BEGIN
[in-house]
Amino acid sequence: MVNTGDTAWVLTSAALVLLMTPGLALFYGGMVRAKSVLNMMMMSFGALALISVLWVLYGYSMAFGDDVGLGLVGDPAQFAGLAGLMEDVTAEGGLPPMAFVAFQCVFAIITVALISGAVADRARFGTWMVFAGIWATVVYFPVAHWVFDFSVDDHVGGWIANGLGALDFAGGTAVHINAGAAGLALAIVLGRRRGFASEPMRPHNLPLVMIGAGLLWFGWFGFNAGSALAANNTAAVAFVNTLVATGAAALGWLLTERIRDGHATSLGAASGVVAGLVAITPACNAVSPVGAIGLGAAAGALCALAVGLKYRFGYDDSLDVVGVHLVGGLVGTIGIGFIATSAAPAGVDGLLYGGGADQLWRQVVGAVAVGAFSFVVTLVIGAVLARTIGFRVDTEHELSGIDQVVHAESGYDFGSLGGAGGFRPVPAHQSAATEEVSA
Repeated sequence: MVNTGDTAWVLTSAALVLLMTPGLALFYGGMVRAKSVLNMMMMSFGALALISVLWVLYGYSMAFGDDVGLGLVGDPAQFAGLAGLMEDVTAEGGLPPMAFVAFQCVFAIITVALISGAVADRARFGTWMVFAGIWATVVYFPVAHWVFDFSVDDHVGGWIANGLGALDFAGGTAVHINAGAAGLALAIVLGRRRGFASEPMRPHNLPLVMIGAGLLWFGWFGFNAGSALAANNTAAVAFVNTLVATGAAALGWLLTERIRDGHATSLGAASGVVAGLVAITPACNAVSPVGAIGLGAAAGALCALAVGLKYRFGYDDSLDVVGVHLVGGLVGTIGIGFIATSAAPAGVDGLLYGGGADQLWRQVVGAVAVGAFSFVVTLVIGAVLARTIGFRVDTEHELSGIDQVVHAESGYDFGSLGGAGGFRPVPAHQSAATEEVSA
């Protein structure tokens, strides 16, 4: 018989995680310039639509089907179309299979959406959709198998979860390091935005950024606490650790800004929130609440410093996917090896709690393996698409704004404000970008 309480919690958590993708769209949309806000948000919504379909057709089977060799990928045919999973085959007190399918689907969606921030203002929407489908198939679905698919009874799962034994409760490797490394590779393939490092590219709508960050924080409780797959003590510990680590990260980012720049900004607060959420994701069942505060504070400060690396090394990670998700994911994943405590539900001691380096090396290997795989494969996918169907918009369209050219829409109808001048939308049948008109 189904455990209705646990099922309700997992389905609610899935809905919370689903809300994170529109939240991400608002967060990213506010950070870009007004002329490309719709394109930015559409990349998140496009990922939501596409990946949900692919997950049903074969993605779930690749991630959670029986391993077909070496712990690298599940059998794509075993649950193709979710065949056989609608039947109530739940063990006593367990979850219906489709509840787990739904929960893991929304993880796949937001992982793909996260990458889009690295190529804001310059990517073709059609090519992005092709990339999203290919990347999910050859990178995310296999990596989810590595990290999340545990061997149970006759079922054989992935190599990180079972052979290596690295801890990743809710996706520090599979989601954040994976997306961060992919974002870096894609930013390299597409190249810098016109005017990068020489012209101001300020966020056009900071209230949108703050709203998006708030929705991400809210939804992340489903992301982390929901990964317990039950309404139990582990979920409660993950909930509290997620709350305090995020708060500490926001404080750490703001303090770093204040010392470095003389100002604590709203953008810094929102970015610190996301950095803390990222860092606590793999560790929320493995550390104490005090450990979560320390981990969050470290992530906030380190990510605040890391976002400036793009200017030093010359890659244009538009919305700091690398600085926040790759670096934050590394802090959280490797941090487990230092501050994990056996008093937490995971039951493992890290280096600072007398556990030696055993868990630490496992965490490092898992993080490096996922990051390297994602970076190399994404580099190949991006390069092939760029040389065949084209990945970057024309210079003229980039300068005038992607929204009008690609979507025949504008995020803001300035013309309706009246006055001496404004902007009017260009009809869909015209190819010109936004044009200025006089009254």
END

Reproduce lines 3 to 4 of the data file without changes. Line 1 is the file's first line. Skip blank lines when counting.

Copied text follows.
Repeated sequence: MVNTGDTAWVLTSAALVLLMTPGLALFYGGMVRAKSVLNMMMMSFGALALISVLWVLYGYSMAFGDDVGLGLVGDPAQFAGLAGLMEDVTAEGGLPPMAFVAFQCVFAIITVALISGAVADRARFGTWMVFAGIWATVVYFPVAHWVFDFSVDDHVGGWIANGLGALDFAGGTAVHINAGAAGLALAIVLGRRRGFASEPMRPHNLPLVMIGAGLLWFGWFGFNAGSALAANNTAAVAFVNTLVATGAAALGWLLTERIRDGHATSLGAASGVVAGLVAITPACNAVSPVGAIGLGAAAGALCALAVGLKYRFGYDDSLDVVGVHLVGGLVGTIGIGFIATSAAPAGVDGLLYGGGADQLWRQVVGAVAVGAFSFVVTLVIGAVLARTIGFRVDTEHELSGIDQVVHAESGYDFGSLGGAGGFRPVPAHQSAATEEVSA
């Protein structure tokens, strides 16, 4: 018989995680310039639509089907179309299979959406959709198998979860390091935005950024606490650790800004929130609440410093996917090896709690393996698409704004404000970008 309480919690958590993708769209949309806000948000919504379909057709089977060799990928045919999973085959007190399918689907969606921030203002929407489908198939679905698919009874799962034994409760490797490394590779393939490092590219709508960050924080409780797959003590510990680590990260980012720049900004607060959420994701069942505060504070400060690396090394990670998700994911994943405590539900001691380096090396290997795989494969996918169907918009369209050219829409109808001048939308049948008109 189904455990209705646990099922309700997992389905609610899935809905919370689903809300994170529109939240991400608002967060990213506010950070870009007004002329490309719709394109930015559409990349998140496009990922939501596409990946949900692919997950049903074969993605779930690749991630959670029986391993077909070496712990690298599940059998794509075993649950193709979710065949056989609608039947109530739940063990006593367990979850219906489709509840787990739904929960893991929304993880796949937001992982793909996260990458889009690295190529804001310059990517073709059609090519992005092709990339999203290919990347999910050859990178995310296999990596989810590595990290999340545990061997149970006759079922054989992935190599990180079972052979290596690295801890990743809710996706520090599979989601954040994976997306961060992919974002870096894609930013390299597409190249810098016109005017990068020489012209101001300020966020056009900071209230949108703050709203998006708030929705991400809210939804992340489903992301982390929901990964317990039950309404139990582990979920409660993950909930509290997620709350305090995020708060500490926001404080750490703001303090770093204040010392470095003389100002604590709203953008810094929102970015610190996301950095803390990222860092606590793999560790929320493995550390104490005090450990979560320390981990969050470290992530906030380190990510605040890391976002400036793009200017030093010359890659244009538009919305700091690398600085926040790759670096934050590394802090959280490797941090487990230092501050994990056996008093937490995971039951493992890290280096600072007398556990030696055993868990630490496992965490490092898992993080490096996922990051390297994602970076190399994404580099190949991006390069092939760029040389065949084209990945970057024309210079003229980039300068005038992607929204009008690609979507025949504008995020803001300035013309309706009246006055001496404004902007009017260009009809869909015209190819010109936004044009200025006089009254």